Experimental and numerical study of the rod shear test for determining steel-sand interface behavior
AuthorMooney, Dennis Todd, 1964-
MetadataShow full item record
PublisherThe University of Arizona.
RightsCopyright © is held by the author. Digital access to this material is made possible by the University Libraries, University of Arizona. Further transmission, reproduction or presentation (such as public display or performance) of protected items is prohibited except with permission of the author.
AbstractOne laboratory technique to determine the unit side resistance of piles is the rod shear test. In a rod shear test a model pile is placed inside a cylindrical soil specimen. A confining pressure is then placed around the specimen/pile assembly and the model pile axially loaded. In some cases rod shear tests in sands have produced anomalously high interface friction angles (δ) which may be, at least in part, due to differences in how the normal stress on the model pile has been interpreted. Therefore, the usefulness of the rod shear test as a means to determine interface behavior for pile design is questionable. In this study, a new rod shear device was constructed to determine the behavior of steel-sand interfaces, and a numerical model was used to further evaluate the results. The interfaces tested were smooth and rough model piles in dense and loose sand. Results for the smooth pile tests are consistent with published values. However, tests with the dense and loose sands using rough piles produced interface friction values that were, in some instances, higher than the dilatant friction angle (φ(d)) for the sand at comparable stress levels. Elastic and elasto-plastic (modified Cam-clay) models failed to predict the high interface friction angles. Therefore it is suggested that the rod shear test imposes heretofore unrecognized kinematic restraints to volume change that, coupled with the discrete nature of the sand, lead to the development of a complex arching system The result is that effective normal stress on the pile is increased beyond the applied confining pressure. Evidence for such behavior included the observation of secondary features in the dense sand following pile displacement, the existence of force chains and work with discrete element systems showing that stress distribution in dense arrays is nonuniform.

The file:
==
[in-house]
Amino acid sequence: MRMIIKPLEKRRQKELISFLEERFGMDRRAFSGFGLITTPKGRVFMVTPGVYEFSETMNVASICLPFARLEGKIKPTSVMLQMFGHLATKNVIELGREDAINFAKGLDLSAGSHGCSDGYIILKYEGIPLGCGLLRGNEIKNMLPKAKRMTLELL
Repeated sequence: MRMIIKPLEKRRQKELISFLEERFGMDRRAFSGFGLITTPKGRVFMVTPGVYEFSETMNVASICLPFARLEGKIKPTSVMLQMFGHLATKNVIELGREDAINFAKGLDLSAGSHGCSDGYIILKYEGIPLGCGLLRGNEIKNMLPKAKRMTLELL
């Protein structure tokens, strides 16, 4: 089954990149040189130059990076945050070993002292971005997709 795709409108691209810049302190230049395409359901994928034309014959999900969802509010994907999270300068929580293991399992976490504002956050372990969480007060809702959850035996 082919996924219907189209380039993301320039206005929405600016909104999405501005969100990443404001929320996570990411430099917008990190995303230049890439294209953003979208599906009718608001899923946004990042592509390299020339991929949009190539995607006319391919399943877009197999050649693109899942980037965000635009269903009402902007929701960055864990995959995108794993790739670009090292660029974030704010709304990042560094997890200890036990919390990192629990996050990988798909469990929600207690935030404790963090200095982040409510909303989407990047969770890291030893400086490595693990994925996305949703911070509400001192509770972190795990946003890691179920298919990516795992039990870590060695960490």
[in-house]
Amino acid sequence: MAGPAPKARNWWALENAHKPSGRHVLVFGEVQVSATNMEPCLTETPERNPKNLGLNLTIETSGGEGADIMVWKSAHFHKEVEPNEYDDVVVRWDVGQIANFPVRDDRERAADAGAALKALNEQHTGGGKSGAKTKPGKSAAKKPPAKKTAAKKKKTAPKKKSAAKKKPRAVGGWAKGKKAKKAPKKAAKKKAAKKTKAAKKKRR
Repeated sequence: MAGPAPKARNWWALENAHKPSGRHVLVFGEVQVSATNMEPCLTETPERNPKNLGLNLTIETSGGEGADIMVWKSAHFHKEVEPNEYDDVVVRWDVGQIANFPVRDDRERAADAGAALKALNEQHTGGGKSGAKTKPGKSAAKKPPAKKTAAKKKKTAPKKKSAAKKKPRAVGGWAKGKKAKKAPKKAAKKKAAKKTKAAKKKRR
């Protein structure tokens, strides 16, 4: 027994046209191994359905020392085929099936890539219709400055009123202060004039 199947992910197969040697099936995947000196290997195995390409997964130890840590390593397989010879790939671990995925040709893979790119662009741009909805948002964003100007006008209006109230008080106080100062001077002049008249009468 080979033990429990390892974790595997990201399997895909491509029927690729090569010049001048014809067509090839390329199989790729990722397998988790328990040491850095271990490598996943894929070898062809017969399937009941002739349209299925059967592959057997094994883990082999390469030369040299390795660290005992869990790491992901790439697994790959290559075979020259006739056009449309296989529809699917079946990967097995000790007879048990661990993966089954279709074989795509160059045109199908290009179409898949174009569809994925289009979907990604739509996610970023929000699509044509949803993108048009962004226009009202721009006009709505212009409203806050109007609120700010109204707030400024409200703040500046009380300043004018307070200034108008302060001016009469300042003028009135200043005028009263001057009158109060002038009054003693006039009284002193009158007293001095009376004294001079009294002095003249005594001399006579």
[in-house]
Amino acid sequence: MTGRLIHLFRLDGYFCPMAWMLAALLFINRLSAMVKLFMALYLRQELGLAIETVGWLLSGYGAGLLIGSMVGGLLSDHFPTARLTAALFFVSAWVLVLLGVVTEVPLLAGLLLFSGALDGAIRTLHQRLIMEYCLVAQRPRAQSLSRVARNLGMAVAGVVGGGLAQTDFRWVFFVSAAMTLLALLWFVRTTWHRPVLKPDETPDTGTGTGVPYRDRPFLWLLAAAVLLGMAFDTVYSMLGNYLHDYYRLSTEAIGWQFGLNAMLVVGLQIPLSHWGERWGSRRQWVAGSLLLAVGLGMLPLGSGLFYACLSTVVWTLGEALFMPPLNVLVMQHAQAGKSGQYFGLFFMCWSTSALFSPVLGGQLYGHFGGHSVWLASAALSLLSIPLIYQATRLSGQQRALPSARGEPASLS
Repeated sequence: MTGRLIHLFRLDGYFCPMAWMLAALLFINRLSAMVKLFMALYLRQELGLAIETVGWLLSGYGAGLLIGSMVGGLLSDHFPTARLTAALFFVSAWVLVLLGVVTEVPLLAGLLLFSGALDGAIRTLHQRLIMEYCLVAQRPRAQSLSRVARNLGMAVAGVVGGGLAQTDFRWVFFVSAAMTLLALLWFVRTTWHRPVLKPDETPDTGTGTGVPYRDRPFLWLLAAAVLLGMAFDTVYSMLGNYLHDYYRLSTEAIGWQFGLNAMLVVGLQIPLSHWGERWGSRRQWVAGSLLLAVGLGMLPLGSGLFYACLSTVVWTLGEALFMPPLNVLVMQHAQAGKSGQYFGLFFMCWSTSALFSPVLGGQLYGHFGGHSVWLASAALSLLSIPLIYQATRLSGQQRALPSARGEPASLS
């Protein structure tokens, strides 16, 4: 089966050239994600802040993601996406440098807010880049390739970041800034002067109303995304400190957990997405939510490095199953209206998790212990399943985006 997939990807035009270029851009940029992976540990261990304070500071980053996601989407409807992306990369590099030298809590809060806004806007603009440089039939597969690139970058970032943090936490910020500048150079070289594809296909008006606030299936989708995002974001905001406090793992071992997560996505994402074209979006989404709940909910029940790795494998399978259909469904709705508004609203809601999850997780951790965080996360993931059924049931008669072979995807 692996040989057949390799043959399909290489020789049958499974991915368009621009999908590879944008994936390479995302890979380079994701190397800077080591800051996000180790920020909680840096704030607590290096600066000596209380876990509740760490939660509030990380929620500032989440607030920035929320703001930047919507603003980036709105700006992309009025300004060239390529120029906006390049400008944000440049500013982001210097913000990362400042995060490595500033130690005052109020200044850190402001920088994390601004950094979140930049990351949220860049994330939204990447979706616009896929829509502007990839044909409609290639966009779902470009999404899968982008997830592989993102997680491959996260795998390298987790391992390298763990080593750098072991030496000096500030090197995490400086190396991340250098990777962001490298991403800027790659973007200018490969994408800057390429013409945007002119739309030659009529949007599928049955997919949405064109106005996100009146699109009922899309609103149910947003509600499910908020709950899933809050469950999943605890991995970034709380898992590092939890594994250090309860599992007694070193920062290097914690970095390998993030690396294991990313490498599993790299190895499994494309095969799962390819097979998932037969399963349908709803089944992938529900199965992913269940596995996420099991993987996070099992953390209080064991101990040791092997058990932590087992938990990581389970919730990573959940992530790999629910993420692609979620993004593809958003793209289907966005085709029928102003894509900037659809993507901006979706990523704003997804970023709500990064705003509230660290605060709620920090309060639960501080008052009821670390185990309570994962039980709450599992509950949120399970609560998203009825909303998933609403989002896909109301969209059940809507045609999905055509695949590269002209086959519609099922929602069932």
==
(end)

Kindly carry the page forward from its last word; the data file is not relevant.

Degree ProgramGraduate College